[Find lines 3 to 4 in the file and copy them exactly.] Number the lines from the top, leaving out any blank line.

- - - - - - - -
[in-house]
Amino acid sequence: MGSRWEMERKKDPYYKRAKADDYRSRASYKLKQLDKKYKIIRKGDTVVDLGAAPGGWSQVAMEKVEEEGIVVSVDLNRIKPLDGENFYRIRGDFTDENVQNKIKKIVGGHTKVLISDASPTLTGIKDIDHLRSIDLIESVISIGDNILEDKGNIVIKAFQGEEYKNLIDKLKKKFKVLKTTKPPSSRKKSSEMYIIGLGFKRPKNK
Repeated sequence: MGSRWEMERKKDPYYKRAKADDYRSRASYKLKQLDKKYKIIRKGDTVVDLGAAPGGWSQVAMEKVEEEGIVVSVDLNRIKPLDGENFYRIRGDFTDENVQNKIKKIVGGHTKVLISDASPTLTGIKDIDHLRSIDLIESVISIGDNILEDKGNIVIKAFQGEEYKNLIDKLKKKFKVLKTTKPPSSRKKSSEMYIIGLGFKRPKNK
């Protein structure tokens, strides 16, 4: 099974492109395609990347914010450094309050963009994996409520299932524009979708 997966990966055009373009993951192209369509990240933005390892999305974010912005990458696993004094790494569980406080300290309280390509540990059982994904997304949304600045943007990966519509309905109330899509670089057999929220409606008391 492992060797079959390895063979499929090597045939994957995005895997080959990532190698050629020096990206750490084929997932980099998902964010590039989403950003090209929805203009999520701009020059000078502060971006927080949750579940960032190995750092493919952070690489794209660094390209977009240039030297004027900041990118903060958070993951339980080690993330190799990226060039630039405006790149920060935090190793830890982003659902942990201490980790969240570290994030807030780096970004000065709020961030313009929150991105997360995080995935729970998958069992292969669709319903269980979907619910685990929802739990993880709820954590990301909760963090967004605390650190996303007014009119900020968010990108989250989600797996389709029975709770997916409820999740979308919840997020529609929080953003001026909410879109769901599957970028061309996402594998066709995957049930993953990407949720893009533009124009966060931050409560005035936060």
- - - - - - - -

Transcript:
Repeated sequence: MGSRWEMERKKDPYYKRAKADDYRSRASYKLKQLDKKYKIIRKGDTVVDLGAAPGGWSQVAMEKVEEEGIVVSVDLNRIKPLDGENFYRIRGDFTDENVQNKIKKIVGGHTKVLISDASPTLTGIKDIDHLRSIDLIESVISIGDNILEDKGNIVIKAFQGEEYKNLIDKLKKKFKVLKTTKPPSSRKKSSEMYIIGLGFKRPKNK
């Protein structure tokens, strides 16, 4: 099974492109395609990347914010450094309050963009994996409520299932524009979708 997966990966055009373009993951192209369509990240933005390892999305974010912005990458696993004094790494569980406080300290309280390509540990059982994904997304949304600045943007990966519509309905109330899509670089057999929220409606008391 492992060797079959390895063979499929090597045939994957995005895997080959990532190698050629020096990206750490084929997932980099998902964010590039989403950003090209929805203009999520701009020059000078502060971006927080949750579940960032190995750092493919952070690489794209660094390209977009240039030297004027900041990118903060958070993951339980080690993330190799990226060039630039405006790149920060935090190793830890982003659902942990201490980790969240570290994030807030780096970004000065709020961030313009929150991105997360995080995935729970998958069992292969669709319903269980979907619910685990929802739990993880709820954590990301909760963090967004605390650190996303007014009119900020968010990108989250989600797996389709029975709770997916409820999740979308919840997020529609929080953003001026909410879109769901599957970028061309996402594998066709995957049930993953990407949720893009533009124009966060931050409560005035936060």